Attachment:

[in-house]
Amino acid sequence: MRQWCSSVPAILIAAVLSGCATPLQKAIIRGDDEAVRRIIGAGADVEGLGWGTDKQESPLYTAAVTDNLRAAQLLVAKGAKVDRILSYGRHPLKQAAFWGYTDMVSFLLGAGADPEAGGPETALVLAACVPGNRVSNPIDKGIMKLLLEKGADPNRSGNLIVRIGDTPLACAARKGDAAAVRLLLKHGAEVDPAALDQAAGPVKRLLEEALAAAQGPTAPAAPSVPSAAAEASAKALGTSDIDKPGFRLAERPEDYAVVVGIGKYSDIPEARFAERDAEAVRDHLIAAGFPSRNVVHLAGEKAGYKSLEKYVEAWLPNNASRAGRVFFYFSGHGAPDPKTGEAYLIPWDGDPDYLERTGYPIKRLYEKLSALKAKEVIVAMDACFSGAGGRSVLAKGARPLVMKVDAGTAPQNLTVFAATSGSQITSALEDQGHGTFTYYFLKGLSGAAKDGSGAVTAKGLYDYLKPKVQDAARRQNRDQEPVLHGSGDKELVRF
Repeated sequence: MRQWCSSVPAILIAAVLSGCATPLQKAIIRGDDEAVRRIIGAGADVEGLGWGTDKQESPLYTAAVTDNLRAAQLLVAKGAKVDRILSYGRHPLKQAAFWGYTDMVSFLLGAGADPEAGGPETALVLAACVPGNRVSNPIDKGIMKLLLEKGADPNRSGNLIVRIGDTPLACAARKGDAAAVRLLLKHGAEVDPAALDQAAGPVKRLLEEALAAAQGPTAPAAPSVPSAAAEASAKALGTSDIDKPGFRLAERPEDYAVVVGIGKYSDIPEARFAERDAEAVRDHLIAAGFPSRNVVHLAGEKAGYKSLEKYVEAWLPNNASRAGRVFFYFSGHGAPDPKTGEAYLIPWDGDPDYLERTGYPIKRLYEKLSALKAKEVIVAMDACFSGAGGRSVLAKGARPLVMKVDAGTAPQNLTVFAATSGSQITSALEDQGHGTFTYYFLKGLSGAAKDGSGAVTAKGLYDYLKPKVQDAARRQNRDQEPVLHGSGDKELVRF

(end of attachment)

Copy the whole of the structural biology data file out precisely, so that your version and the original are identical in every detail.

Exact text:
[in-house]
Amino acid sequence: MRQWCSSVPAILIAAVLSGCATPLQKAIIRGDDEAVRRIIGAGADVEGLGWGTDKQESPLYTAAVTDNLRAAQLLVAKGAKVDRILSYGRHPLKQAAFWGYTDMVSFLLGAGADPEAGGPETALVLAACVPGNRVSNPIDKGIMKLLLEKGADPNRSGNLIVRIGDTPLACAARKGDAAAVRLLLKHGAEVDPAALDQAAGPVKRLLEEALAAAQGPTAPAAPSVPSAAAEASAKALGTSDIDKPGFRLAERPEDYAVVVGIGKYSDIPEARFAERDAEAVRDHLIAAGFPSRNVVHLAGEKAGYKSLEKYVEAWLPNNASRAGRVFFYFSGHGAPDPKTGEAYLIPWDGDPDYLERTGYPIKRLYEKLSALKAKEVIVAMDACFSGAGGRSVLAKGARPLVMKVDAGTAPQNLTVFAATSGSQITSALEDQGHGTFTYYFLKGLSGAAKDGSGAVTAKGLYDYLKPKVQDAARRQNRDQEPVLHGSGDKELVRF
Repeated sequence: MRQWCSSVPAILIAAVLSGCATPLQKAIIRGDDEAVRRIIGAGADVEGLGWGTDKQESPLYTAAVTDNLRAAQLLVAKGAKVDRILSYGRHPLKQAAFWGYTDMVSFLLGAGADPEAGGPETALVLAACVPGNRVSNPIDKGIMKLLLEKGADPNRSGNLIVRIGDTPLACAARKGDAAAVRLLLKHGAEVDPAALDQAAGPVKRLLEEALAAAQGPTAPAAPSVPSAAAEASAKALGTSDIDKPGFRLAERPEDYAVVVGIGKYSDIPEARFAERDAEAVRDHLIAAGFPSRNVVHLAGEKAGYKSLEKYVEAWLPNNASRAGRVFFYFSGHGAPDPKTGEAYLIPWDGDPDYLERTGYPIKRLYEKLSALKAKEVIVAMDACFSGAGGRSVLAKGARPLVMKVDAGTAPQNLTVFAATSGSQITSALEDQGHGTFTYYFLKGLSGAAKDGSGAVTAKGLYDYLKPKVQDAARRQNRDQEPVLHGSGDKELVRF